Perpich, Teachers Feud Over Vouchers' Progress
St Paul--Gov. Rudy Perpich of Minnesota last week blamed the state's two major teachers' unions for the legislative problems his education projects are encountering, and announced that he will neither seek nor accept the unions' endorsement for his 1986 re-election bid.
Both his open-enrollment plan and a proposed high school for the arts have been knocked out of the $2.6-billion school-aid bill pending in the Republican-controlled House of Representatives. The education committee of the Democratic Senate, on the other hand, retained the open-enrollment plan in passing its version of the aid bill, but rejected the arts school.
As a result, Governor Perpich's plans for the arts school, to be modeled after the New York School for the Arts, are all but gone, although the Democratic Governor said he hoped to be able to revive it.
The open-enrollment proposal, which would allow 11th and 12th graders to choose which public schools to attend across the state, faces an uphill battle in the Senate finance committee in the coming weeks.
But Governor Perpich said he also intended to revive that proposal before the legislature adjourns in May. "I do not see this as the final chapter," he said at a press conference.
Places Blame on Unions
When a rural Democratic senator, contending that an arts school in Minneapolis or St. Paul would not serve his constituents, cast the final defeating vote, the Governor said the measure was "screwed" by the Minnesota Education Association and the Minnesota Federation of Teachers.
Governor Perpich added that he was severing his relationships with the two unions, which together con-tributed $14,545 to his 1982 campaign. "I will not seek or accept their endorsement, that's how strongly I feel," he said. "They are not working in the best interests of the young people of our state."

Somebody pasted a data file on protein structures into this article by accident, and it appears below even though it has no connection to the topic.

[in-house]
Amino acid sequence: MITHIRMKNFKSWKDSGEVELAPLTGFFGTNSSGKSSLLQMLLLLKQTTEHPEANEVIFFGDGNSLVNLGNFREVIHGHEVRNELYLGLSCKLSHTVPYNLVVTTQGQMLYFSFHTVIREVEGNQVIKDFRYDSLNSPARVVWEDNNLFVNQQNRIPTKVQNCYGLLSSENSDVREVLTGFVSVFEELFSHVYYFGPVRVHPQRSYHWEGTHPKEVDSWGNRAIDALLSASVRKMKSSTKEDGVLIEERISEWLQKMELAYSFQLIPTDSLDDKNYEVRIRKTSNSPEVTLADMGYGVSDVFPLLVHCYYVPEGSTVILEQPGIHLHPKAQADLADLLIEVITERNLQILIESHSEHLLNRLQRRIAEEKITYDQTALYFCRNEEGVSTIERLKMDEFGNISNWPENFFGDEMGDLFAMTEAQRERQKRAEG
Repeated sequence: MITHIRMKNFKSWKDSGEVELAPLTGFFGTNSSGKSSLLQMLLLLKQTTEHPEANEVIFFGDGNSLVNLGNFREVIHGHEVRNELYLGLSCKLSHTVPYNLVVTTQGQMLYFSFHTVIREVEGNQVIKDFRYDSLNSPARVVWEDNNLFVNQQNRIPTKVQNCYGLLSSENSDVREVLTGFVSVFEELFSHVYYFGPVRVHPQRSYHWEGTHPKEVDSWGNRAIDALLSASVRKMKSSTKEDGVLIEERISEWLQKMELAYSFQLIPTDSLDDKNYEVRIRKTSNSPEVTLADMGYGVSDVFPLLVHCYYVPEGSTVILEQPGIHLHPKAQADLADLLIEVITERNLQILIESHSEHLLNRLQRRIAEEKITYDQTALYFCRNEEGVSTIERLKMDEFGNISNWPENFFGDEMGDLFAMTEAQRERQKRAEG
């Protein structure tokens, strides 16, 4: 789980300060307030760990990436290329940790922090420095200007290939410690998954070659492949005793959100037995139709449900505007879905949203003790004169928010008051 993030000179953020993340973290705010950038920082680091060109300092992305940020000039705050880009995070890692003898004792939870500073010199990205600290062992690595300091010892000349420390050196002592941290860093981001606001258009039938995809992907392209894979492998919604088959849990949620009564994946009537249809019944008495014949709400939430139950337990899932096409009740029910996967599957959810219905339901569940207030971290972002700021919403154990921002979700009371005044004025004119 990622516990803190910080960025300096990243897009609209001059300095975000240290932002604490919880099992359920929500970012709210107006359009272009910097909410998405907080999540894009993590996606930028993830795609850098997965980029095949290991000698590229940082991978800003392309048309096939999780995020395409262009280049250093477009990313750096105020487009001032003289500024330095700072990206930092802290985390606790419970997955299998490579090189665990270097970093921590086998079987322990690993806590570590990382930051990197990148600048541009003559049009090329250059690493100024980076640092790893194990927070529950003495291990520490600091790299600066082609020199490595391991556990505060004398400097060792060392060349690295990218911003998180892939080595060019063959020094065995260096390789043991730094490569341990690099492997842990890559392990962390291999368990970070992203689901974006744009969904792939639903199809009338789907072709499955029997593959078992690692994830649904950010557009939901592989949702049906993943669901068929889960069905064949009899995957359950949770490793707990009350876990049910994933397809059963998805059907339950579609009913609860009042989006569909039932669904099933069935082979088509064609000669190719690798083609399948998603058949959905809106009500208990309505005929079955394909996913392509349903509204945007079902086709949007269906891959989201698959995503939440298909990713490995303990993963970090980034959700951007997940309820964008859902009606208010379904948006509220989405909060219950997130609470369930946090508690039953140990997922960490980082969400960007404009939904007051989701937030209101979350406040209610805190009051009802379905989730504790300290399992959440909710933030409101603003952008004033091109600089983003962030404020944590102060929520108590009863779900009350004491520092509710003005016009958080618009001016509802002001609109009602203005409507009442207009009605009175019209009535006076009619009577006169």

Spokesmen for the teachers' organizations, reached last week to comment on the Governor's criticism, said they had not lobbied strenuously against the arts school. But they acknowledged that they had fought hard against the open-enrollment plan.
The unions have opposed the plan because of uncertainties over how teachers would fare in schools where enrollments decline dramatically. They are concerned, they say, that schools in rural areas will lose disproportionate numbers of students to larger, metropolitan-area districts.
The teachers have also opposed spending money on transporting students to and from other districts, arguing instead that the funds could best be used for other purposes.
Meanwhile, Arne Carlson, the Republican state auditor who plans to run against Governor Perpich, has written letters to both unions, which are often said to make up the most powerful lobby in the state. "Let there be no doubt that I would be most interested in working with your organization and receiving your endorsement in 1986," Mr. Carlson reportedly wrote.
But Mr. Carlson apparently lost a political brownie point with the mea when the union's president, Martha Lee Zims, discovered that his letter had been addressed to her as "Mr. Marti Zims."